Vets enjoy memorable trip to D.C.
By Shavonne Potts
Eight men from Rowan County took the trip of a lifetime. These were no ordinary men, and this was no ordinary trip.
The men, all World War II veterans, recently flew to Washington, D.C., to see the WWII Memorial. The trip was made possible through Flight of Honor.
The veterans also visited the Korean War Veterans Memorial, Vietnam Veterans Memorials and Arlington National Cemetery.
Flight of Honor is a service project of Rotary District 7680, which honors veterans of WWII who live in midwestern North Carolina.
Rotary District 7680 represents 14 counties. Transportation, including air fare and meals, is provided for the veterans.
The trip is for one day for veterans only. However, family and spouses are encouraged to arrange their own way to meet the veterans at the memorials.
It is a continuation of North Carolina resident Jeff Miller’s Honor Air, which was open to Henderson County veterans.
Veterans must complete an application that includes any medical conditions or special needs. Wheelchairs are provided for those who need them.
Veterans are accompanied by a guardian who looks after them and makes certain they are comfortable.
It costs $500 to send a veteran and $200 to send a guardian.
Ray Simpson went in April with friend Lee Bryant, who died in July.
Wesley Barnes, Jay Buxton, J.C. Medlin, Ralph Seamon, Frank Skiles and George Summers all boarded an airplane Sept. 19.
The men are Trinity Oaks Retirement Community residents.
Simpson learned of the trip from Bryant, who was going and asked Simpson to join him. Simpson jumped at the chance to go, obtained an application and was put on a list. Ten days later, he was accepted.
There were 120 veterans who went on that trip. A van took the men to Charlotte, where they received a hero’s welcome.
“Most of us didn’t get a parade. We got one 64 years later. It was great,” Seamon said.
An hour later they landed in Washington to more thunderous applause, a band, handshakes and many more thank yous.
“What impressed me most was the reception. They made you feel welcome,” Summers said.
Two fire engines flanking each side of the plane also made a water arch squirting water into the air as a sign of honor.
“The air controllers gave us priority air. We went from runway to runway,” Barnes said.
He was also appreciative it wasn’t just military personnel who greeted them but moms, children and strangers as well.
“It’s not something you realize that goes on,” Barnes said.
The strangers saluted the men and shook their hands.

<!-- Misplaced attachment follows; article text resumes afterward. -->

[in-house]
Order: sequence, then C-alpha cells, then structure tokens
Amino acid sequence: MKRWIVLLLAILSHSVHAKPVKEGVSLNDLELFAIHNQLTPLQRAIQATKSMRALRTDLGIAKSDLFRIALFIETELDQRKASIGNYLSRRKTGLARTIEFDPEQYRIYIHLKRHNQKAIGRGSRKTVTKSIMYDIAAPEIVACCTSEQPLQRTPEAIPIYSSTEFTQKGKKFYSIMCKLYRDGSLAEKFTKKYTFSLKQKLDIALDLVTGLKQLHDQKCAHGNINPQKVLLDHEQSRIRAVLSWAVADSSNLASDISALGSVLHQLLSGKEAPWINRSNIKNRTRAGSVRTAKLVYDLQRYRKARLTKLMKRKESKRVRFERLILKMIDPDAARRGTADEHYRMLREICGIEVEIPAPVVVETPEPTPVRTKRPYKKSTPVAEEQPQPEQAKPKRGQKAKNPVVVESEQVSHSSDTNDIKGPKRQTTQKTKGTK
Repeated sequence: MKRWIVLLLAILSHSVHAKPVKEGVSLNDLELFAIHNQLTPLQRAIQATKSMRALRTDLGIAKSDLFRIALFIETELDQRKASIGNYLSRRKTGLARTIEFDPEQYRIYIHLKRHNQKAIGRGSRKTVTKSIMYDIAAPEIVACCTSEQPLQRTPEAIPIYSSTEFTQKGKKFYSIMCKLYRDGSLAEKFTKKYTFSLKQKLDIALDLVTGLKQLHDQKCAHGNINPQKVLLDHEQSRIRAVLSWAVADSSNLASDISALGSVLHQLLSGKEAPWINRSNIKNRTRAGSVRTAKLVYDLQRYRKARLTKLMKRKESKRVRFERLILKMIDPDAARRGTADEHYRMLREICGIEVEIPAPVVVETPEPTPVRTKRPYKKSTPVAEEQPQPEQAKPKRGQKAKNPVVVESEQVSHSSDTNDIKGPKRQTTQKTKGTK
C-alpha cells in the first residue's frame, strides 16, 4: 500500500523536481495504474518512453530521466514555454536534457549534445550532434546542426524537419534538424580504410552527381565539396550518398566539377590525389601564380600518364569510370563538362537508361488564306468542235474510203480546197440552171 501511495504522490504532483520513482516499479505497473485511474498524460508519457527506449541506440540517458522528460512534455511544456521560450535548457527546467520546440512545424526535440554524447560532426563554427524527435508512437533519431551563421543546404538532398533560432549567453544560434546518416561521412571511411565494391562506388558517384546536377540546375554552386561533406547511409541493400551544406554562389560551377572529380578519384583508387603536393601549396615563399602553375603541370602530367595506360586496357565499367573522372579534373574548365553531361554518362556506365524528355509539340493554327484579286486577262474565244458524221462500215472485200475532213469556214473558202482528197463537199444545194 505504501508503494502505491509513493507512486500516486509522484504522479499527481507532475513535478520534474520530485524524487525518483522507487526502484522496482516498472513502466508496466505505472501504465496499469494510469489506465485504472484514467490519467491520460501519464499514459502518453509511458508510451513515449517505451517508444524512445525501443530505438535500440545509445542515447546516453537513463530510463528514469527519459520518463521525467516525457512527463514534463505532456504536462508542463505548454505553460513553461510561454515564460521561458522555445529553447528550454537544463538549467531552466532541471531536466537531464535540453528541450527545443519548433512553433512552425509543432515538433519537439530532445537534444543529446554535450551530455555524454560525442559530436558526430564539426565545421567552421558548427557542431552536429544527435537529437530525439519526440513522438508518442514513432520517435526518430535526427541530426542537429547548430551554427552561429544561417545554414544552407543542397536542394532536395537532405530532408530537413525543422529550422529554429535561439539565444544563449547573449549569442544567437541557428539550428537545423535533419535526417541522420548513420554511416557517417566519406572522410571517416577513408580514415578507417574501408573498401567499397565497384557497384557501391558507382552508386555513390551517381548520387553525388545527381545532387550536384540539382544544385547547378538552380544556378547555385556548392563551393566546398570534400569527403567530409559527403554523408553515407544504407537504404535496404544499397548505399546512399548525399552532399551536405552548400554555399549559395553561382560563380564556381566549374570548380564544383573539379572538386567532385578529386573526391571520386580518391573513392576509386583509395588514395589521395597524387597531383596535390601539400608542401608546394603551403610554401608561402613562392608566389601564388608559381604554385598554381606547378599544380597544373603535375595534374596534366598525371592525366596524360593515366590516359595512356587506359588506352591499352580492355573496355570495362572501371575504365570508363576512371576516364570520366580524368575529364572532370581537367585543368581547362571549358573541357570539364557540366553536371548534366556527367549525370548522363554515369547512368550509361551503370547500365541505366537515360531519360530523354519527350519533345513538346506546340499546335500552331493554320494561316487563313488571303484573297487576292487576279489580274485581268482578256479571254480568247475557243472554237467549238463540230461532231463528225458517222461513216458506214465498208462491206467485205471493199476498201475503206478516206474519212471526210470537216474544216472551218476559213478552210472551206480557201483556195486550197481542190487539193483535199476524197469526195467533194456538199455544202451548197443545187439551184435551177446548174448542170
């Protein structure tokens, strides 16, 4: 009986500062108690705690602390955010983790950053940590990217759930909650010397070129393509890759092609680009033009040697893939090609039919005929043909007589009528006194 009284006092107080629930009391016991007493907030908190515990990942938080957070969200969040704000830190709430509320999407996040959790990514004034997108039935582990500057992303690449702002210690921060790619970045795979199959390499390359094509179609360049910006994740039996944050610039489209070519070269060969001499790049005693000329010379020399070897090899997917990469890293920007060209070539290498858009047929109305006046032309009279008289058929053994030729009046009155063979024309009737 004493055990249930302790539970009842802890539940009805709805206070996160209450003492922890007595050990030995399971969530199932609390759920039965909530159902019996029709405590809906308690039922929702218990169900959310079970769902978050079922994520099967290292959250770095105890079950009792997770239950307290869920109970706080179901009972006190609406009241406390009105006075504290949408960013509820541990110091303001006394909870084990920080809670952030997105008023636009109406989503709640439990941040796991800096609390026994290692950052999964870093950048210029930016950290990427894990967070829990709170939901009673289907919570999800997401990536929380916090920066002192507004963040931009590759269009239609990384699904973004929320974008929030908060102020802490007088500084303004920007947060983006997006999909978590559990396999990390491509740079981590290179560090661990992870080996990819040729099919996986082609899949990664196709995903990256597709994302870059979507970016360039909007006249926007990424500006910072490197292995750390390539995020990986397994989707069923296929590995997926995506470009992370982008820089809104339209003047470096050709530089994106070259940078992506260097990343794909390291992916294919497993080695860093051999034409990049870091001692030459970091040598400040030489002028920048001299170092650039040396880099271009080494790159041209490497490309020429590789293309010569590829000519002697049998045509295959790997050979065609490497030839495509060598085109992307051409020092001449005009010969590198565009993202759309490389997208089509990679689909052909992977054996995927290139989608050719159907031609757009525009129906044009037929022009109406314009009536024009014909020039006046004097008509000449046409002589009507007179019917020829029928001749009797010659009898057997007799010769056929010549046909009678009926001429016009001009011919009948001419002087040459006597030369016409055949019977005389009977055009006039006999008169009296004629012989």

The men also received a police motorcade escort to the memorial from the airport.
“It was quite an experience. I had been there before. It means more to me than any other thing,” said Seamon.
“The crowd was emotional. You could tell they were exhausted, but emotional,” Skiles said.
Buxton said every memorial they went to was different.
“Every memorial has it’s distinction and beauty. The Lincoln Memorial is a tremendous monument. It does something to you,” Buxton said.
Simpson was most impressed by the WWII Memorial, where there was one gold star on a wall for every 100 men and women who were killed.
He also was struck by the life-like appearance of the Korean War Memorial.
The statues were very real looking, he said.
At the Korean War Veterans Memorial there are 7- foot-tall stainless steel figures “on patrol” in full combat gear. Each of the 19 figures represents each branch ó Army, Navy, Marine Corps and Air Force.
When the figures are reflected in the nearby wall, it appears the 19 soldiers have turned into 38, which represents the 38th parallel.
The 38th parallel eventually became the political border between North and South Korea. It also became the focal point for negotiations of a cease fire.
Summers was happy for the good weather in Washington since they’d left behind rain in Salisbury.
“We had a picnic on the lawn,” he said.
The men said every time they turned around someone was giving them food. The guardians had sandwiches and other snacks for the veterans.
The men ate plenty, they all agreed, laughing.
Skiles said he hopes that people would learn from the experiences of veterans like he and the other men.
On the trip back, Summers said they were in Concord with a flat tire. Luckily, it had just stopped raining, he said.
“I can’t thank the Rotary enough,” Barnes said.
Trinity Oaks Executive Director Mike Walsh said it was an honor for the Trinity Oaks residents to go on this trip.
“You can sense the joy and they were looking forward to this day,” he said.
The entire Trinity Oaks family were very supportive, Walsh said.
“The way they were taken care of, it put a wonderful touch on a very special program,” he said.
Frank Skiles, 84, started out in the Navy as a controlman and later an officer. Controlmen operate weapon systems.
Jay Buxton, 90, was in the U.S. Army Air Corps as a tailgunner on a V-17 bomber. He retired as a sergeant.
Wesley Barnes, 83, was also in the U.S. Army Air Corps as a cryptographer, deciphering codes.
Ray Simpson, 82, was in the Army Signal Corps as a photographer. He took pictures during the war of soldiers, planes, battles and later passports.
The Signal Corps managed communications that now includes military intelligence.
Ralph Seamon, 82 was in Navy demolition where he performed underwater demolition. It is the precursor to a Navy Seal. He was a gunner’s mate.
“Anything they told us to blow up we did,” Seamon said.
Seamon said he signed up for the war when he was only 14. He admitted his birth certificate says he was born in 1927, but his military records say 1925.
George Summers, 85, served in the Army Air Corps where he set up the darkroom for photographers.
In those days the dark room chemicals that needed to be kept also kept their beer cold, Summers said laughing.
Summers works at Trinity Oaks in the maintenance department.
The next flight is slated for Oct. 20.
For more information about Flight of Honor, visit www.flightofhonor.org.